Andrew Summers

Location: Hadleigh, Essex
About me...

My dad, a Polish national spent two years in a Soviet Labour Camp before escaping to the UK on the return leg of an Artic convoy . My mother worked at Bletchley park, but never told me a thing about it.  I was born within the sound of Bow Bells (on a quiet day) but now live in Hadleigh, Essex. I was a partner in a printing business, and after 10 years I moved into sales and for 25 years travelled Europe organising international book fairs. I now run a publishing business Essex Hundred Publications which specialises in local history books. Over my time I have bought books, sold books, printed books and now write and publish books too.  I went to the same school as Alan Sugar and turned down a job with him. We are all young (and foolish) once!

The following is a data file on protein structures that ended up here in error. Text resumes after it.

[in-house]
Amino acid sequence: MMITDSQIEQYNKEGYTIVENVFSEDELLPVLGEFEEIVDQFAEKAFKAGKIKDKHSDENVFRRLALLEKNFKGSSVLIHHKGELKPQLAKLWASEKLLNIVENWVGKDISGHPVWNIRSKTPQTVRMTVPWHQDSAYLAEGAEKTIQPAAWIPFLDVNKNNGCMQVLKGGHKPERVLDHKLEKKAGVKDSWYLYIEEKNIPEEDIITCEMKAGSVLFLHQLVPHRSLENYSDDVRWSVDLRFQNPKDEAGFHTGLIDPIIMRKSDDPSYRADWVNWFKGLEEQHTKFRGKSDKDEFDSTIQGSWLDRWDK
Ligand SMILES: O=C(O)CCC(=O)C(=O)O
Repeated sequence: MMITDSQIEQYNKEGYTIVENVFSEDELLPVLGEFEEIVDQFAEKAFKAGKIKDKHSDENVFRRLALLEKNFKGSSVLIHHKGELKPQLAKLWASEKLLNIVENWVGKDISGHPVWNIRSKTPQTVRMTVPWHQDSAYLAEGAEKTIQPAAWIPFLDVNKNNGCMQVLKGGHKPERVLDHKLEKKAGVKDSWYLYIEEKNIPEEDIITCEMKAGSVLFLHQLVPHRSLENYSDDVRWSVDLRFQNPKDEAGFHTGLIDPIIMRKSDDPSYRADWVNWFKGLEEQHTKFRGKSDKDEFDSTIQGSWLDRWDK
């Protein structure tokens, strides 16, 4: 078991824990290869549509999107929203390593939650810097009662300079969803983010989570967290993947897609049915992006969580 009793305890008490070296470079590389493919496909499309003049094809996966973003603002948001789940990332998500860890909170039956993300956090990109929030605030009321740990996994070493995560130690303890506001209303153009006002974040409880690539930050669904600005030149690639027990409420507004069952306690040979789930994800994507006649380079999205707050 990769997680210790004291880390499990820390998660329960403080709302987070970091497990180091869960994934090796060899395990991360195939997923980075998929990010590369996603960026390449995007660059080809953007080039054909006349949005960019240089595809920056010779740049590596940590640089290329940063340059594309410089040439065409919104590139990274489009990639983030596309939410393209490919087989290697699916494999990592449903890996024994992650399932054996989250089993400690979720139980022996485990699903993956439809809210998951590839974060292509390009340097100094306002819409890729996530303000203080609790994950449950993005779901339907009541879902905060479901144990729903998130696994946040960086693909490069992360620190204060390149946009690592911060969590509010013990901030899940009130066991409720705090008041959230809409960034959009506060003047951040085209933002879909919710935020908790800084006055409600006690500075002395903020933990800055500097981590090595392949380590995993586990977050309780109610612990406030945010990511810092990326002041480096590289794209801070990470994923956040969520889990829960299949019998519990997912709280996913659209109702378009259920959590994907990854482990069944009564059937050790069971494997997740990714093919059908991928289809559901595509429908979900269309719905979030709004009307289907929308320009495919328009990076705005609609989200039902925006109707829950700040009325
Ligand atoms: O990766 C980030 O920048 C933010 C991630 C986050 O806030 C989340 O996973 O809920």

About my Talks...

Our talks are ‘Powerpoint’ illustrated. We will bring our own lap top or flash drive incorporating the presentation. We can provide a projector if needed at small extra charge. We rely on the venue to provide a suitable screen and audio/ sound equipment /mike if needed.
Timing is between 40 minutes and one hour and allows for breaks and questions. We cover a wide range of topics with history, mainly on Essex, East London, Suffolk and Hertfordshire borders the main theme. We always look at history from alternative perspectives and try to link past events to those of the present day.


The fee is £50.00 within 10 miles of Benfleet, Essex. For distances over 10 miles from Benfleet 35p per mile should be added for fuel costs plus an additional allowance made for travelling time.

My Contact Details: